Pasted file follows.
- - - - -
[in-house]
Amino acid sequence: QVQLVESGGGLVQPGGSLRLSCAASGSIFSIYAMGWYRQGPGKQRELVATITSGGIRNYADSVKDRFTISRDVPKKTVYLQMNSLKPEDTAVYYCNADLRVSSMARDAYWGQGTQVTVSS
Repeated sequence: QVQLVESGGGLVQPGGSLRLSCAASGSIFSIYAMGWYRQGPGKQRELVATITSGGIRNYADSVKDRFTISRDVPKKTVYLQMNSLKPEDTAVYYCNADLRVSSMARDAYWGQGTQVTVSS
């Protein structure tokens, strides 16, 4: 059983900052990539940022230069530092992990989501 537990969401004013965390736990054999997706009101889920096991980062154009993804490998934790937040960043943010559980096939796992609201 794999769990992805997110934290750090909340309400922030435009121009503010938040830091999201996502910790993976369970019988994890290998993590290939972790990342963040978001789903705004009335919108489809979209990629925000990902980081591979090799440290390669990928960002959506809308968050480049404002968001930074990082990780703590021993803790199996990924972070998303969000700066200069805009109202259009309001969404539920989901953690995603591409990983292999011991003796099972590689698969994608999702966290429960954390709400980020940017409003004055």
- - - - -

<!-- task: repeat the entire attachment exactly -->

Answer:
[in-house]
Amino acid sequence: QVQLVESGGGLVQPGGSLRLSCAASGSIFSIYAMGWYRQGPGKQRELVATITSGGIRNYADSVKDRFTISRDVPKKTVYLQMNSLKPEDTAVYYCNADLRVSSMARDAYWGQGTQVTVSS
Repeated sequence: QVQLVESGGGLVQPGGSLRLSCAASGSIFSIYAMGWYRQGPGKQRELVATITSGGIRNYADSVKDRFTISRDVPKKTVYLQMNSLKPEDTAVYYCNADLRVSSMARDAYWGQGTQVTVSS
């Protein structure tokens, strides 16, 4: 059983900052990539940022230069530092992990989501 537990969401004013965390736990054999997706009101889920096991980062154009993804490998934790937040960043943010559980096939796992609201 794999769990992805997110934290750090909340309400922030435009121009503010938040830091999201996502910790993976369970019988994890290998993590290939972790990342963040978001789903705004009335919108489809979209990629925000990902980081591979090799440290390669990928960002959506809308968050480049404002968001930074990082990780703590021993803790199996990924972070998303969000700066200069805009109202259009309001969404539920989901953690995603591409990983292999011991003796099972590689698969994608999702966290429960954390709400980020940017409003004055």